Zoo becomes first in UK to close permanently due to coronavirus pandemic
Living Coastsy in Torquay will not be reopened as a visitor attraction after it has been unable to manage its "substantial" maintenance costs during the closure without revenue from ticket sales. (SWNS)
A Devon zoo is the first in the UK to close permanently due to the coronavirus pandemic.
Living Coasts, a conservation organization in Torquay, will not be reopened as a visitor attraction after the "substantial" maintenance costs during the closure cannot be met without revenue from ticket sales.
The zoos were given the green light to reopen doors from Monday, but some have delayed reopening despite being closed all April, May and half of June. Personnel were still needed at the locations to look after the animals.
Some of the country's largest animal attractions have warned that they are "threatened with extinction". Some reveal that their future "stays in balance" and that they need "substantial cash injection" to survive.
The penguin enclosure on living shores in Torquay, Devon. (SWNS)
Living Coasts, which has been operating as a coastal zoo for almost 20 years, is the first to confirm that its gates will remain closed.
The zoo, operated by the Wild Planet Trust, which also includes Paignton and the Newquay Zoo, is currently looking for new homes for its animals and said it will do everything in its power to avoid putting one of them to sleep got to.
All 44 employees are at risk of being made redundant.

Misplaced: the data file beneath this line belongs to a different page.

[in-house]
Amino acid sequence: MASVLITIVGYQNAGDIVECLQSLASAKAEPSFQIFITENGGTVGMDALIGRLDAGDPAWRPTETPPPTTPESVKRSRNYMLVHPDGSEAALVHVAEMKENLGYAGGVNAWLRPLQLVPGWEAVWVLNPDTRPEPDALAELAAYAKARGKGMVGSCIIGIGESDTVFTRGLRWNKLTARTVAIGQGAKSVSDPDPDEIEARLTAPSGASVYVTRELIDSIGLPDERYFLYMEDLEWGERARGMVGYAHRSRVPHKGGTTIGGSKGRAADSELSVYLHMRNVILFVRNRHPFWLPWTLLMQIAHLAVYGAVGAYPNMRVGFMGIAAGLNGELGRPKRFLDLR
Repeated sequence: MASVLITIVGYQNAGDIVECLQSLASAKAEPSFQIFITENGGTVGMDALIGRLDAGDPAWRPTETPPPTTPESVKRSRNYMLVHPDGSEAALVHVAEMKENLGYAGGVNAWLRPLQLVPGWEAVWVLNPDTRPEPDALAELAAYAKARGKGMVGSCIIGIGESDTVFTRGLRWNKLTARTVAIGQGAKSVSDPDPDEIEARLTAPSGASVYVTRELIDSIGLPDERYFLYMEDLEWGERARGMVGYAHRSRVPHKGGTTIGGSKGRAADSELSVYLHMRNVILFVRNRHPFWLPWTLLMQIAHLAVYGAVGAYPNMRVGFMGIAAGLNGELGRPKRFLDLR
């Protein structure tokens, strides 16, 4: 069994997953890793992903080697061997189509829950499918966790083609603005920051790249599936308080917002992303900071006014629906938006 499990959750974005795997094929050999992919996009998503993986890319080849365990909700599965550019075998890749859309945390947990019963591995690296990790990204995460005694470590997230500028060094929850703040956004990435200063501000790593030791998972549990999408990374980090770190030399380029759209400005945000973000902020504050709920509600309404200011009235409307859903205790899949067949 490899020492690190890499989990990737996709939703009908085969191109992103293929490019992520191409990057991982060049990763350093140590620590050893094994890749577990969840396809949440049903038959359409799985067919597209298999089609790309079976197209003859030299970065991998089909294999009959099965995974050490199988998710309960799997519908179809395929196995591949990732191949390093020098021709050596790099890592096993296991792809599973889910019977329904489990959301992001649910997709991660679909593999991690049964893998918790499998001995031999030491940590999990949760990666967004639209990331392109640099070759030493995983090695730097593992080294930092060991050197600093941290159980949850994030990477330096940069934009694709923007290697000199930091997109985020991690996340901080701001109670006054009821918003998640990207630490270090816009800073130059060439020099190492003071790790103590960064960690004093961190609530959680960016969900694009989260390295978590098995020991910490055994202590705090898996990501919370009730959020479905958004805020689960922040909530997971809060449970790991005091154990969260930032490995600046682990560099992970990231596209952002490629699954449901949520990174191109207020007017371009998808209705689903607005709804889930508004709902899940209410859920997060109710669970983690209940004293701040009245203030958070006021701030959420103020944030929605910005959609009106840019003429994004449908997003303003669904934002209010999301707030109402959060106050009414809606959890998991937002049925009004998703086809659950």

Visitors interact with the animals in the penguin enclosure on the living coasts. (SWNS)
In a statement on his website, a spokesman wrote: "It is unfortunate that Wild Planet Trust must announce that Living Coasts will not reopen as a visitor attraction after it closes during the current global coronavirus pandemic.
"Falling visitor numbers and the forced closure of all zoos due to COVID-19 meant that the cost base had to be checked and efficiency increased.
Read More: Queues in front of big shops and crowds flock to zoos, while England eases the block
"After almost 20 years of operation, the location also had to be serviced significantly, which the trust can no longer afford."
Living Coasts is part of a worldwide network of zoos and aquariums and will search for houses for the animals after the movement restrictions have been lifted.
The South American fur seals Grace and Tunata enjoy a cooling shower. (SWNS)
"Most of the animals that are kept on live coasts are marine animals that need special facilities. Living Coast is confident that good new homes for the animals will be found, but it is currently unclear how long this process can take," said the Speaker.
The zoo said it was "unlikely" that it would not find accommodation that would meet the needs of the animals, but that it might have to make the difficult decision to put them to sleep. However, this is not expected to be a likely scenario.
Living Coasts has been an extremely popular school outing destination since it opened in 2003.
Read More: Boris Johnson announces that zoos can be reopened in the recent lockout easing
The charity said it has welcomed 6,500 school visitors annually since it opened, and has focused on preserving and protecting many of the marine species it cares for, including penguins, otters and seals.
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